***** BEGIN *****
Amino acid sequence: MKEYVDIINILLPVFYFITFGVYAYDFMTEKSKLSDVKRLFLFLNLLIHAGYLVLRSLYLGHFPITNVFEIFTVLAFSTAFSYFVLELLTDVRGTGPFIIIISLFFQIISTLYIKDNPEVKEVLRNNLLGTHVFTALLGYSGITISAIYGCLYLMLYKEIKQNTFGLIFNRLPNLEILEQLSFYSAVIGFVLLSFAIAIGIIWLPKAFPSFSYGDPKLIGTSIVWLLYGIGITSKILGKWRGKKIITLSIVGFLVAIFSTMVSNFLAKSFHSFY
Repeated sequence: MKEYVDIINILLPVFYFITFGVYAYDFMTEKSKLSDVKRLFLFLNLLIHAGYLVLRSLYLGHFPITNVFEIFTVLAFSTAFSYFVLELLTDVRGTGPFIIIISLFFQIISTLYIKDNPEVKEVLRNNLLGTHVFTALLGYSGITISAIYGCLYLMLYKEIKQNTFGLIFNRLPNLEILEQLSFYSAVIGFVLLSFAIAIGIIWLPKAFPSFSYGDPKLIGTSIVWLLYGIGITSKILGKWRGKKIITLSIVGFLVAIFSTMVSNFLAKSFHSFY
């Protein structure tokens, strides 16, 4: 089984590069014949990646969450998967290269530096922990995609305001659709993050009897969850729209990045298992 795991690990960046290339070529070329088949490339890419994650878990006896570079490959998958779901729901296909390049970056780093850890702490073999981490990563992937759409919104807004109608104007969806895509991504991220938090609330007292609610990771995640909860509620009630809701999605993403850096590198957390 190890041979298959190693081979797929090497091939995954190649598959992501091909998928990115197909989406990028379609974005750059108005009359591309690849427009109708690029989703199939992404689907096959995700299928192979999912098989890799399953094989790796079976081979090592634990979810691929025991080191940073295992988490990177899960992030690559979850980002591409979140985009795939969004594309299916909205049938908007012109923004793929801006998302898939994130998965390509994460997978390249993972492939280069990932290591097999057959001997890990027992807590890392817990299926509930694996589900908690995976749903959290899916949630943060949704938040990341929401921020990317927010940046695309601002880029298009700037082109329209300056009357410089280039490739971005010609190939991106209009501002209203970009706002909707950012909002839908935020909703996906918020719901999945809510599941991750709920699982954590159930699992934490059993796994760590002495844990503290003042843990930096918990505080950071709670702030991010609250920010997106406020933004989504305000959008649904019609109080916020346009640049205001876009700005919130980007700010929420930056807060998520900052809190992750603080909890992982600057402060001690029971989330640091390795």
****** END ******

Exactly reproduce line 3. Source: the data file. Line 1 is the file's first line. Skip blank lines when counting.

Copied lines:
């Protein structure tokens, strides 16, 4: 089984590069014949990646969450998967290269530096922990995609305001659709993050009897969850729209990045298992 795991690990960046290339070529070329088949490339890419994650878990006896570079490959998958779901729901296909390049970056780093850890702490073999981490990563992937759409919104807004109608104007969806895509991504991220938090609330007292609610990771995640909860509620009630809701999605993403850096590198957390 190890041979298959190693081979797929090497091939995954190649598959992501091909998928990115197909989406990028379609974005750059108005009359591309690849427009109708690029989703199939992404689907096959995700299928192979999912098989890799399953094989790796079976081979090592634990979810691929025991080191940073295992988490990177899960992030690559979850980002591409979140985009795939969004594309299916909205049938908007012109923004793929801006998302898939994130998965390509994460997978390249993972492939280069990932290591097999057959001997890990027992807590890392817990299926509930694996589900908690995976749903959290899916949630943060949704938040990341929401921020990317927010940046695309601002880029298009700037082109329209300056009357410089280039490739971005010609190939991106209009501002209203970009706002909707950012909002839908935020909703996906918020719901999945809510599941991750709920699982954590159930699992934490059993796994760590002495844990503290003042843990930096918990505080950071709670702030991010609250920010997106406020933004989504305000959008649904019609109080916020346009640049205001876009700005919130980007700010929420930056807060998520900052809190992750603080909890992982600057402060001690029971989330640091390795």